Lina Lewis-Arevalo

MA, LPC, NCC, LCADC

Lina Lewis-Arevalo

MA, LPC, NCC, LCADC

Professions: Licensed Professional Counselor, Mental Health Counselor
License Status: I'm a licensed professional.
Primary Credential: LPC - 37PC00677900
Secondary Credential: LCADC - 37LC00307300
Billing and Insurance:

I don't currently accept insurance, but I can provide documentation if clients wish to submit to an insurance company for "out of network" benefit coverage

Free Initial Consultation
Weekend Availability
Evening Availability

Offices

ONLINE ONLY
Virtual counseling from your laptop
Princeton, New Jersey 08540

My Approach to Helping

Are you living your life the way you always thought you would?
Are you struggling to find meaning with your life?
Do people tell you you're "too emotional"?
Do you find yourself repeating unfortunate patterns and behaviors and don’t know why?
Would you like to be flourishing?

I help clients understand the decisions they make, clarify their direction and purpose, and map out steps toward the life they really want; a Life Worth Living. Whether your issues stem from early life trauma, racism, sexism, religious tradition, ineffective communication skills, poor coping, low self-esteem, etc., I can help you recover that essential You and find joy in your life again.

To schedule a free consultation: https:www.counselingforresilience.com

More Info About My Practice

Clients are encouraged to think of therapy as part of a journey of Wellbeing, which includes attention to sleep, nutrition, self-expression, connectedness, and bodywork. Mindfulness is key and we will find ways for you to unlock its potential for your personal growth. I offer early and late hours to fit your busy schedule. Working with me, you will identify measurable goals to focus the experience of therapy and facilitate a growing sense of resilience, building towards a life that works for you. Deciding to seek counseling can be daunting for some people. I am passionate about putting people at ease and helping them to reclaim their Best Selves.

Had a Negative Therapy Experience?

Yeah, so have I. Therapists who seemed more interested in their own stories than in helping me. Therapists who sat there silently, waiting for me to speak, not guiding the session at all. Therapists who tried to make me do what They wanted me to do. One therapist even let me tell me cry through the entire initial session, only to announce that she no longer had availability to see me! Bad therapy experiences are not easy to recover from and can really leave a bad taste in your mouth.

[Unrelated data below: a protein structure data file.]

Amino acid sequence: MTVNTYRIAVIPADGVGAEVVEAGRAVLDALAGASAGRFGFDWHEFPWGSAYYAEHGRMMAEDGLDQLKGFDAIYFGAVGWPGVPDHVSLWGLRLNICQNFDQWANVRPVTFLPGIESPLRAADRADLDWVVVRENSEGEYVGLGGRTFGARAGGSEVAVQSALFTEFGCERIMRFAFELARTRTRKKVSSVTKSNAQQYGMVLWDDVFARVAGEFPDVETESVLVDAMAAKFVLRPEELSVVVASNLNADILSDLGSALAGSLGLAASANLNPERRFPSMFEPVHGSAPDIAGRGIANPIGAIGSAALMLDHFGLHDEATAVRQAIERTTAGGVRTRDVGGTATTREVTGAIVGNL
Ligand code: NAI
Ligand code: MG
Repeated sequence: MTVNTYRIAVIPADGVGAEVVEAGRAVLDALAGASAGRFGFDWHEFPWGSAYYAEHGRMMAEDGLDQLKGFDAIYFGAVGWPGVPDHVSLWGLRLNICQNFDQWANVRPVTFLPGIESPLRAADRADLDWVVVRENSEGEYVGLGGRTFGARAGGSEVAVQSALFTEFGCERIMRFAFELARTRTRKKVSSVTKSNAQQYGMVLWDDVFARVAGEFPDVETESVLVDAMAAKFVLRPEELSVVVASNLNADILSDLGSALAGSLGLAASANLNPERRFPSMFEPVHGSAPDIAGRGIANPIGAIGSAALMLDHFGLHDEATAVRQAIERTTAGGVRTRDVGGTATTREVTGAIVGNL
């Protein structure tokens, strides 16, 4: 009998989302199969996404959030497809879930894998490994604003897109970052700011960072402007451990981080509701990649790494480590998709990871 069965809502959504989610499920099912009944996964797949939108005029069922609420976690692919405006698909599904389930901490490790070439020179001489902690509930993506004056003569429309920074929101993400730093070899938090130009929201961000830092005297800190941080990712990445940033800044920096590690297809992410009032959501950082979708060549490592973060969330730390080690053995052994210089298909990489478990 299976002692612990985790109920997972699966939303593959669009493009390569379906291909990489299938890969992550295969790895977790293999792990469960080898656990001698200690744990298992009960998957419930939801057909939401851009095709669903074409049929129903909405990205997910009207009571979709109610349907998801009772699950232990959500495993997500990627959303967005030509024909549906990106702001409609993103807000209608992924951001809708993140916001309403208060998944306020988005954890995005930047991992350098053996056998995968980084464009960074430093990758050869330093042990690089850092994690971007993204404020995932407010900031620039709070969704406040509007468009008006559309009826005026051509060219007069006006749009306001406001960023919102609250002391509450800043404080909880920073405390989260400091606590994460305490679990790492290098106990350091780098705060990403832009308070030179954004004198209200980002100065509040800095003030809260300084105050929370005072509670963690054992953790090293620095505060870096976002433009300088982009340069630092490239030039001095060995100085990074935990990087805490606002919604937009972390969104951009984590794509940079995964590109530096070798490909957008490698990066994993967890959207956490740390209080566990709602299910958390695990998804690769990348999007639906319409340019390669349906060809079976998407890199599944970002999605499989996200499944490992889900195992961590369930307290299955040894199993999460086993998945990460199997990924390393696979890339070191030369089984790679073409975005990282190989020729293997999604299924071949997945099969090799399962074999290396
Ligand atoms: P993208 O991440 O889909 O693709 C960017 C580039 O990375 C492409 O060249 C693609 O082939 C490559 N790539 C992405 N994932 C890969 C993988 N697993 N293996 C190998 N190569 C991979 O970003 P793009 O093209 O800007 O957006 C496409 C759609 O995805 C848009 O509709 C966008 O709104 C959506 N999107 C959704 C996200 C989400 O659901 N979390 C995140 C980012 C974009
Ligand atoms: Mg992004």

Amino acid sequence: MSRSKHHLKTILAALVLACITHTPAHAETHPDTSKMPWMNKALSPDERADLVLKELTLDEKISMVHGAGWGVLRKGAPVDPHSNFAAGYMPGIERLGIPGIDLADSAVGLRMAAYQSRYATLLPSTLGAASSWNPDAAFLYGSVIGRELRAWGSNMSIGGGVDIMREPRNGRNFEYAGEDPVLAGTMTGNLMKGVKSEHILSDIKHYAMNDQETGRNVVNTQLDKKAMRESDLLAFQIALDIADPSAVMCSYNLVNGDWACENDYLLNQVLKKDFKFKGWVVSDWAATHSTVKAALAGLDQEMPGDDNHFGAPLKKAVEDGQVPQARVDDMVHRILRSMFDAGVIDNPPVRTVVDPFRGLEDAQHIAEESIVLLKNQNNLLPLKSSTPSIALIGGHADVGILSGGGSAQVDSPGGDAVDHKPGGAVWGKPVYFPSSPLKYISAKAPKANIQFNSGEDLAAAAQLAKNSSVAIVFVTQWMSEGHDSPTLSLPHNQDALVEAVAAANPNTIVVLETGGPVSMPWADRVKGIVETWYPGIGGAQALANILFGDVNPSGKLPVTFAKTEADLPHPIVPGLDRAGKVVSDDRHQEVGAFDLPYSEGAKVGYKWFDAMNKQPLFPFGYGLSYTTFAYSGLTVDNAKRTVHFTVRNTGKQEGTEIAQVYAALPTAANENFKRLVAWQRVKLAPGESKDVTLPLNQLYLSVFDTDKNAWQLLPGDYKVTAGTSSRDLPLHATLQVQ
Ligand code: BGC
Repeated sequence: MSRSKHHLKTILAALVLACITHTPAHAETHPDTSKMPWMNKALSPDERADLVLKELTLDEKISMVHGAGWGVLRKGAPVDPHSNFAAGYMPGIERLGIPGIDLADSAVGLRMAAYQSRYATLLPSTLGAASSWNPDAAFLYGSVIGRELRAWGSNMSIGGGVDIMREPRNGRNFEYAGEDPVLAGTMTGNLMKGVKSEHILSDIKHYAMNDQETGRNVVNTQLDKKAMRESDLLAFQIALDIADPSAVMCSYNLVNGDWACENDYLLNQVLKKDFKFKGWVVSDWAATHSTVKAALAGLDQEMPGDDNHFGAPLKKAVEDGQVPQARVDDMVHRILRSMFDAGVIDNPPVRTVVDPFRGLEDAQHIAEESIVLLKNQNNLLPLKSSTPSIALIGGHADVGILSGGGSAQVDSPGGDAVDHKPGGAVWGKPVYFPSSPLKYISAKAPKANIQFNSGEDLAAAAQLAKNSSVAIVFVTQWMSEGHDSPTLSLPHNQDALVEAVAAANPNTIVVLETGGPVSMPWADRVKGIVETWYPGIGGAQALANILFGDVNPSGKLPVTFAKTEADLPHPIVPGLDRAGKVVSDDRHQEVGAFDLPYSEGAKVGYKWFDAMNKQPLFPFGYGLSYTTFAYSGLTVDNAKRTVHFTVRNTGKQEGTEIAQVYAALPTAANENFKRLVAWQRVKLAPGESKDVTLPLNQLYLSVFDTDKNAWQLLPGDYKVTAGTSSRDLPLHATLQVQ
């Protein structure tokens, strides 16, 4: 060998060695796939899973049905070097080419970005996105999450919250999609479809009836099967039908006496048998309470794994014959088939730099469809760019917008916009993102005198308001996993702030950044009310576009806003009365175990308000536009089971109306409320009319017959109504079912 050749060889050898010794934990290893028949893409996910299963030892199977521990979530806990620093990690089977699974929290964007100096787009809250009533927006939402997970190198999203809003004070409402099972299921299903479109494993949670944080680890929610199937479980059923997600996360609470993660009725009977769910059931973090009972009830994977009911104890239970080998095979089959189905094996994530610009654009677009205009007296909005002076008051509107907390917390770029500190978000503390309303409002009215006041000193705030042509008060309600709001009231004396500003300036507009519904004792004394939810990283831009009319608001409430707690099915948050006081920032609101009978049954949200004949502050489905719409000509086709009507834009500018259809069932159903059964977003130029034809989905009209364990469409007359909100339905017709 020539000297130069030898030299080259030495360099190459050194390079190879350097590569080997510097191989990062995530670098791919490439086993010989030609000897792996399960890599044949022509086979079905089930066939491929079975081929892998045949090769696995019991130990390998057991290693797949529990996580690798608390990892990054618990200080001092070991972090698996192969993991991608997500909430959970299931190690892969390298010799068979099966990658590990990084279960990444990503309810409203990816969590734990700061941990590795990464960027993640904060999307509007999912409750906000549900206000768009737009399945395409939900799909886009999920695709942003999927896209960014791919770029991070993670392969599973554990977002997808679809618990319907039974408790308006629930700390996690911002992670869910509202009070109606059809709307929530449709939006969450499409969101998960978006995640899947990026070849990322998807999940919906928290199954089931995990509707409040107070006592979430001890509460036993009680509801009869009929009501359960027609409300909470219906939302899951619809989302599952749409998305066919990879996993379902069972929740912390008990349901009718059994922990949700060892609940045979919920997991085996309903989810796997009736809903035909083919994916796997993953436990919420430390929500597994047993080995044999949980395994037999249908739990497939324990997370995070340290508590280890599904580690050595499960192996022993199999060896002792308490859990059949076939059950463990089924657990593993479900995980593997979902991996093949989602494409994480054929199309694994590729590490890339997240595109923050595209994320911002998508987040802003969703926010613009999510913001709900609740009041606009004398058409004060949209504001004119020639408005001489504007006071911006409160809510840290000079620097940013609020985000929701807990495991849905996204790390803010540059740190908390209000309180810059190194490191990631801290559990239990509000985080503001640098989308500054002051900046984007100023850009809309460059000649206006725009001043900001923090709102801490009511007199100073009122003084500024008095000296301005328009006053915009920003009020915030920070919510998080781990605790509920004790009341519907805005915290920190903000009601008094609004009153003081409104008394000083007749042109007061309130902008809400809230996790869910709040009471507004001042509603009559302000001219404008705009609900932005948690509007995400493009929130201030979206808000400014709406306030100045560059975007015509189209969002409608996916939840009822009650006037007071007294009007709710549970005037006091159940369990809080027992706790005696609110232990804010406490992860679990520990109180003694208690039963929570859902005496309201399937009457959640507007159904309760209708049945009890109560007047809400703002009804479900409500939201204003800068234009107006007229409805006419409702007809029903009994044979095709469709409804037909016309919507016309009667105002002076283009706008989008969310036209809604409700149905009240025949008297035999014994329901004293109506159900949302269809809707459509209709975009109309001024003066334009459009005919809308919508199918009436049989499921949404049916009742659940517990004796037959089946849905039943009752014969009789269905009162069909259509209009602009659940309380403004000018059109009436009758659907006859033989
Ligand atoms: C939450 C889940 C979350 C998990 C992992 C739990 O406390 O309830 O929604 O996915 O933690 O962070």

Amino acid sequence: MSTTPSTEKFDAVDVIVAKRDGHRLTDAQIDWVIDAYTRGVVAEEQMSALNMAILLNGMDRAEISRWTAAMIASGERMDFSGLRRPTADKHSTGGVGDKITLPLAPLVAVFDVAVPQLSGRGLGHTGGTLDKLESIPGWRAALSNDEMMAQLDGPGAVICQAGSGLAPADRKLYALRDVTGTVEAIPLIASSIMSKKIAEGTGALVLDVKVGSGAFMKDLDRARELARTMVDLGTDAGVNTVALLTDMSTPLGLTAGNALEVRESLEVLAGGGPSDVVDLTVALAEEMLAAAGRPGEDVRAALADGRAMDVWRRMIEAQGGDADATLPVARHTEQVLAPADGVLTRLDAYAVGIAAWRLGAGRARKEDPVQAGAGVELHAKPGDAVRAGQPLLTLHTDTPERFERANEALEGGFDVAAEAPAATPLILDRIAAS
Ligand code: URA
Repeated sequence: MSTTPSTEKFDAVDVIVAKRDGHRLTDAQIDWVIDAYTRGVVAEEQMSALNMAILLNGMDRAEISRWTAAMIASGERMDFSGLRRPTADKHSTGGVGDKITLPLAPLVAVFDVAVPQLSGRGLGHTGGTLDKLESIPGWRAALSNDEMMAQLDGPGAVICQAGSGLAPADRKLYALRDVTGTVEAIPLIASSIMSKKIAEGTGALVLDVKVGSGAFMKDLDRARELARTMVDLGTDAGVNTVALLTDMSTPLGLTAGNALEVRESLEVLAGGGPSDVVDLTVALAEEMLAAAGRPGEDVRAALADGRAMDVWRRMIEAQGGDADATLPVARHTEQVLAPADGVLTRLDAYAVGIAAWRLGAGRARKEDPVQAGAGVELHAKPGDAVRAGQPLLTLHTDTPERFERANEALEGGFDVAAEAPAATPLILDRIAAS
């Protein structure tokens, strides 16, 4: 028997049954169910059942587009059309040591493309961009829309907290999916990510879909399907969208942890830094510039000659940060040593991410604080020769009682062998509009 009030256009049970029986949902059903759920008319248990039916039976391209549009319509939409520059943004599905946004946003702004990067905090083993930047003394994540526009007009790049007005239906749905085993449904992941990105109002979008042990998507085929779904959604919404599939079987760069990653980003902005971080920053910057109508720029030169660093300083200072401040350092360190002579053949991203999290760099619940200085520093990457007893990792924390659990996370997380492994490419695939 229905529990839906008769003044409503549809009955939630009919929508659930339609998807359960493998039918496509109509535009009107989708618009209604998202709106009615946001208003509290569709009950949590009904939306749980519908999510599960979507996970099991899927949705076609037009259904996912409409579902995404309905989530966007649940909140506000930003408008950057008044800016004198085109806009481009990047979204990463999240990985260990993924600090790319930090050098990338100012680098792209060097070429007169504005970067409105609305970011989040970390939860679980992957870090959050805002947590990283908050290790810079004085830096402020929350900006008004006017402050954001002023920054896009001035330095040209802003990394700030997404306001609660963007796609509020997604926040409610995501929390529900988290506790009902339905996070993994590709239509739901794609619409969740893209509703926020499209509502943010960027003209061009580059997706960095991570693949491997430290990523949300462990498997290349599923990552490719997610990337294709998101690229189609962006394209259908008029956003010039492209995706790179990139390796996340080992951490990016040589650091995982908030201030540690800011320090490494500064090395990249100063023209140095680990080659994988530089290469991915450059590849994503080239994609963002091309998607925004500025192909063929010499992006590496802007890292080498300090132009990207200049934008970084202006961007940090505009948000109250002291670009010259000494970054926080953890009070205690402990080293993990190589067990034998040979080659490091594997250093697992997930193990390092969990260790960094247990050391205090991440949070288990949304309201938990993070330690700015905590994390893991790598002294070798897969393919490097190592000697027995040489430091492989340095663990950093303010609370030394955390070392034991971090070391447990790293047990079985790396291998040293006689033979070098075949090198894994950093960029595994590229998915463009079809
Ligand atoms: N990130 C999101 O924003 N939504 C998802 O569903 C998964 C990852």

The fact is, it can take a while to find a "good fit" between client and therapist. When I worked in an Intensive Outpatient program, part of my job was helping my clients to find an outpatient therapist, before discharging them from our agency. I would encourage them to use the initial phone call to learn as much as they could, before making an appointment. I suggested they ask the therapist to "tell me about your approach to counseling." A therapist should be able to tell you, in a few sentences, how they work with clients and what their expectations are for the counseling relationship.

If you're thinking about seeing a therapist, think about what you'd like to know about them. Maybe even check out their website and see what you can learn, before you call. That way, you can have a sense of who they are and if you think it's a good fit, BEFORE the first counseling session. I offer free, initial consultations for new clients. If interested, call (609) 248-0536. Because my practice is online, I can see clients residing anywhere in NJ.

How My Own Struggles Made Me a Better Therapist

Post-traumatic growth: We are not how-we-have-been-treated

Pretty much everyone has heard of Post-traumatic Stress Disorder (PTSD). Not as many people are talking about Post-traumatic Growth. There IS life after trauma. I should know.